Album Review: Kasms

Our rating:

Spayed

Album review:

As anyone who’s recently tried to get to a bathroom mirror in an east London postcode could tell you, we’re currently enjoying something of a goth renaissance. However, while wan hipsters struggle with mid-gig hairspray re-application, the scene’s core bands struggle to free themselves from notions of melancholia and retro-fetishism. None more so than Kasms, whose frenetic garage rattle, post-punk tribalism and sense of the ridiculous (that mermaid sleeve!) suffer more than most. Hell, they don’t even take themselves seriously. Recently, firebrand frontwoman Rachel Mary Callaghan leapt offstage and got an audience member in a headlock; just imagine her out of Ipso Facto doing that!

Debut album ‘Spayed’, then, is their chance to tell us what they’re really about. And on this evidence, they’re all nuts. Ex-Test Icicle Rory Atwell furnishes the album with a shuddering backbone, his ominous tub-thumping the foundation upon which the glorious racket is played out. Beginning with a blast of noise before segueing into the punk thump-and-grind of ‘Male Bonding’, any notion of arty pretence or morbid posturing is undermined. ‘Insects’ reduces the tempo to a paranoid creep. “There are insects crawling in my bathtub”, chants a multi-tracked Callaghan over Gemma Fleet’s descending bassline. Even the comparatively forgettable ‘Siren Sister’ sizzles with brilliant no-wave scorn.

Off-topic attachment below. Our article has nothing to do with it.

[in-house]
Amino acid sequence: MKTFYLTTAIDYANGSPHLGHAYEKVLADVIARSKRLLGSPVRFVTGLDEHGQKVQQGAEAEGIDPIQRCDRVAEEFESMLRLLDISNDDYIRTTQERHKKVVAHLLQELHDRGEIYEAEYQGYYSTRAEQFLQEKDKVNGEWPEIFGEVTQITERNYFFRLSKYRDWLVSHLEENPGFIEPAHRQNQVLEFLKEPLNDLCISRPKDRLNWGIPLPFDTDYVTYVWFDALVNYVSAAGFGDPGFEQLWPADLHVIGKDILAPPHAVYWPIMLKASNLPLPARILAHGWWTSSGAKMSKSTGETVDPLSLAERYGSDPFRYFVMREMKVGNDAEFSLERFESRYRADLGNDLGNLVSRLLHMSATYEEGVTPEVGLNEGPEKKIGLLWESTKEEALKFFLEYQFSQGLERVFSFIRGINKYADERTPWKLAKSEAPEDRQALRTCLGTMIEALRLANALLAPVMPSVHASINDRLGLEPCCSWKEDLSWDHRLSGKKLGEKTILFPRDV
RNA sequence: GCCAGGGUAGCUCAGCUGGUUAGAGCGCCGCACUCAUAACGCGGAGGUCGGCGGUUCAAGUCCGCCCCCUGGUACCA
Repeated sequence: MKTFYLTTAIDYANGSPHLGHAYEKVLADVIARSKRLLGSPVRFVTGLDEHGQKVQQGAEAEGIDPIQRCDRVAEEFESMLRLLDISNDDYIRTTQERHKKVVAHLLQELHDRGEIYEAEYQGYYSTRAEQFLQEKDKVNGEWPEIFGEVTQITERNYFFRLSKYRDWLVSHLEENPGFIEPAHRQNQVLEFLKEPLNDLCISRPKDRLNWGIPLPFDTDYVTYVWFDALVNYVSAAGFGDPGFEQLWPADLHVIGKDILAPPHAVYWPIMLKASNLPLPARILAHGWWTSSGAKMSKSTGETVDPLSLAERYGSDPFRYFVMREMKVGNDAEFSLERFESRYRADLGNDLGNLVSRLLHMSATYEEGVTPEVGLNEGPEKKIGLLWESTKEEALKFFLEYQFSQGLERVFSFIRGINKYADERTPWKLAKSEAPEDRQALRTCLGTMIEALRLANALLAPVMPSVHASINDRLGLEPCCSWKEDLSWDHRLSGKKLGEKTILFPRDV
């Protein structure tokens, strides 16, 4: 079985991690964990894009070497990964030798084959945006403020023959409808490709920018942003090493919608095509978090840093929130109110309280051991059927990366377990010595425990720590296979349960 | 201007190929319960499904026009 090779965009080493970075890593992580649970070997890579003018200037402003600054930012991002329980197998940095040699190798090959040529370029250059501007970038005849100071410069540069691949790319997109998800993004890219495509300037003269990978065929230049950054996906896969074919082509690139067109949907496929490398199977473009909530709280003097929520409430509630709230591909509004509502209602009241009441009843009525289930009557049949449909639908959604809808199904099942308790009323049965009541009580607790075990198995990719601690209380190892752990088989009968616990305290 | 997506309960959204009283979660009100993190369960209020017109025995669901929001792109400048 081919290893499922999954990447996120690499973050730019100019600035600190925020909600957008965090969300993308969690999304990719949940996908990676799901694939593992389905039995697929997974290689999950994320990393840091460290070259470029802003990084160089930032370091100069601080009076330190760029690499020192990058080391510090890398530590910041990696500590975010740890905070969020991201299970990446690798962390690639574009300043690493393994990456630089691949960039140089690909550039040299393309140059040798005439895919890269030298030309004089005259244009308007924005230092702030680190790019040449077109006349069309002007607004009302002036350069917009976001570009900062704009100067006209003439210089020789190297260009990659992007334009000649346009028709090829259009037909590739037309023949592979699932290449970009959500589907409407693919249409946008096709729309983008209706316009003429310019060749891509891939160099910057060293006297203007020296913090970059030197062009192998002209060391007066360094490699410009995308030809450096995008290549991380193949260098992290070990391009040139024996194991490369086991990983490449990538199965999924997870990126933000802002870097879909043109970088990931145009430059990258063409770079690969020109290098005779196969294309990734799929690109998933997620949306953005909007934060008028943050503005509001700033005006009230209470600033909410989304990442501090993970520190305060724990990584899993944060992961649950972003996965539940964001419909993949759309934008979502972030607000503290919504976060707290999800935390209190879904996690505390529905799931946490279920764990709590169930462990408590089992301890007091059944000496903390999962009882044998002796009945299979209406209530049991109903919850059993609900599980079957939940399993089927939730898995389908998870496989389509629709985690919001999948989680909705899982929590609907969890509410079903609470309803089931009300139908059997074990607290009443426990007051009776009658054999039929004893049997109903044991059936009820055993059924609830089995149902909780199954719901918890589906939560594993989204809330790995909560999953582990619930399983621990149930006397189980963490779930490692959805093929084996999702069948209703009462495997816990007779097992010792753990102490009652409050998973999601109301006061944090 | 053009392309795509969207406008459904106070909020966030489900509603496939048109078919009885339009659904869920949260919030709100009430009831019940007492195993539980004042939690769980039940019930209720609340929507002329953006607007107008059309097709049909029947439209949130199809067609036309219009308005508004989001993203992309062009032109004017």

But it’s the pop necromancy of ‘Don’t Hit The Bottom’ that’s the highlight. Coming on like a great lost track off The Cure’s ‘Pornography’, you can feel the spirits fleeing to Callaghan’s aid as she berates some poor mortal because “you chose down”. Who can blame them? What a way to go.

Louise Brailey


More on this artist:
Kasms NME Artist Page
Kasms MySpace